No

 

I have been in sales for my entire life. Everyone is in sales and if you think you are not, you are mistaken. We are always trying to convince someone to see things our way. Life is a negotiation and that is part of being in sales.

In sales, there is an old adage; every no is closer to a yes.

And now that we are full throttle into year-end, I am working hard with my team to increase our revenue. In the process, I have had the opportunity to speak to a lot of non-profit executives about Funds2Orgs, and in some of those conversations, I have learned about the challenges people are having in raising money.

“Donors don’t want to give to operations”.

“We need to be careful to not ask our donors more than once or twice because they won’t continue to give”.

“I called and asked for money, and I was told they weren’t ready”.

The no’s are countless. And sometimes when I am in an honest and good conversation with an executive about the no’s they have heard, I hear a hint of dejection in their voice. I hear weariness and I know that more than likely, they are not going to ask again and they are going to do everything in their power to make an excuse to put that no out of their mind. There is going to always be another priority rather than going back to the well.

So, when they speak to me, they are often ready to hear about a way that people are going to have fun, raise money – without having to write a check or put down a credit card – and do something greater both for the environment and micro-enterprise around the world. They are certainly intrigued when I talk to them and more often than not, they want to hear more, which is great for my company and me.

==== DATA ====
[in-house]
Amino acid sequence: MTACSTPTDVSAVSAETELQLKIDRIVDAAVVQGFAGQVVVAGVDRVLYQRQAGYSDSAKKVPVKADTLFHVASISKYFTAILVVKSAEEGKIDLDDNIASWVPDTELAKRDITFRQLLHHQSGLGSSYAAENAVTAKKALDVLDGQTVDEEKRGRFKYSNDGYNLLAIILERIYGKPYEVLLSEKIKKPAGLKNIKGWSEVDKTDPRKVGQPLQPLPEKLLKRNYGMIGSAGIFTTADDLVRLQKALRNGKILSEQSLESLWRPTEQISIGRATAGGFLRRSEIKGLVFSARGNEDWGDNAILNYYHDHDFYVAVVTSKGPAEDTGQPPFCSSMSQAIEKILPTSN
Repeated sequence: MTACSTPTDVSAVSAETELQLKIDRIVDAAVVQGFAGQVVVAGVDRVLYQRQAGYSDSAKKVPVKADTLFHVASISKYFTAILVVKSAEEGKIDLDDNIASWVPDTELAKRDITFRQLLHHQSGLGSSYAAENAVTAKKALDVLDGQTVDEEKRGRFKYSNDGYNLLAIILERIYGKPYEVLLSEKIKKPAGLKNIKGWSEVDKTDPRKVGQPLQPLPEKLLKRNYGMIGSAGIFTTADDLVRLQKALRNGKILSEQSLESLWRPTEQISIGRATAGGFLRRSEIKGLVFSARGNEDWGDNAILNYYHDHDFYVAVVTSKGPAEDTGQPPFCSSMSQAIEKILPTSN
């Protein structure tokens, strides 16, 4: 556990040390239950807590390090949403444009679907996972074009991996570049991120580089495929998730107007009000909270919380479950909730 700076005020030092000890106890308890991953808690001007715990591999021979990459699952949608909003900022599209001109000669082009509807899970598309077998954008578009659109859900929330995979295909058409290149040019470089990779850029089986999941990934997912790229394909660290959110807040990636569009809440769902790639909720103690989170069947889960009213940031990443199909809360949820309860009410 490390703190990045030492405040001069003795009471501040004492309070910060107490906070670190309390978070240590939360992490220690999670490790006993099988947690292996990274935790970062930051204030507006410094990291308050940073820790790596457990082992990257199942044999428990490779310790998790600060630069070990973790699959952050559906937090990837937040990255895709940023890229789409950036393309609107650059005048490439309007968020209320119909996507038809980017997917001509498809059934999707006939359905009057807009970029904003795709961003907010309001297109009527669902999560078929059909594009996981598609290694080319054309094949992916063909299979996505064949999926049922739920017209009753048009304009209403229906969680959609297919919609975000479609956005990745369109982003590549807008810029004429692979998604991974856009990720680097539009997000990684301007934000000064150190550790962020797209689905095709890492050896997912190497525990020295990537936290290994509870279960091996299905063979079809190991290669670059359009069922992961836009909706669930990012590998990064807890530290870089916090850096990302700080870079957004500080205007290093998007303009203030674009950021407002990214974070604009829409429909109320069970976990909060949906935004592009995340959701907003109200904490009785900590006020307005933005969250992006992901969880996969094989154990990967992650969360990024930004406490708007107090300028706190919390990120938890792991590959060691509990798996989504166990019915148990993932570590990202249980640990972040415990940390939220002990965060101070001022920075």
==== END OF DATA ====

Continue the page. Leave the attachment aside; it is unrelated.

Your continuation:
But, something that I would like to be able to remind these non-profit executives is that no should be a motivation in itself. Life and work do not come easy. We don’t live in a world of rainbows and butterflies, and that’s ok. We live in a world where most of us have to work for a living and, oftentimes, there are roadblocks, challenges and a lot of no’s along the way.

I am very grateful for my career in sales because I have learned how to deal with the rejection. All it makes me do is to try to figure out a way to get a yes.

I believe passionately in my work, as I am sure most non-profit executives do. That is a great start. People can feel passion – even on the voice of a person on the other end of a telephone line. Passion is infectious and it is one of the motivators to get people to take action.

But, despite our passion, we are still going to have times when we hear the inevitable no, which may not have anything to do with what we are saying or selling. Someone may have had a rough morning, or is distracted with an illness. We never know what happened to someone just five minutes before they got on the phone or entered the meeting room with us.

So, don’t take the no’s personally. People genuinely do not want to go out and hurt people’s feelings.

Just take those no’s and figure out a way to get better at what you are communicating and look at each no as an opportunity to develop a relationship over the long term that will get you to a yes. Look at it as an opportunity to help them realize that what you have to offer is actually going to make their work or life easier and better.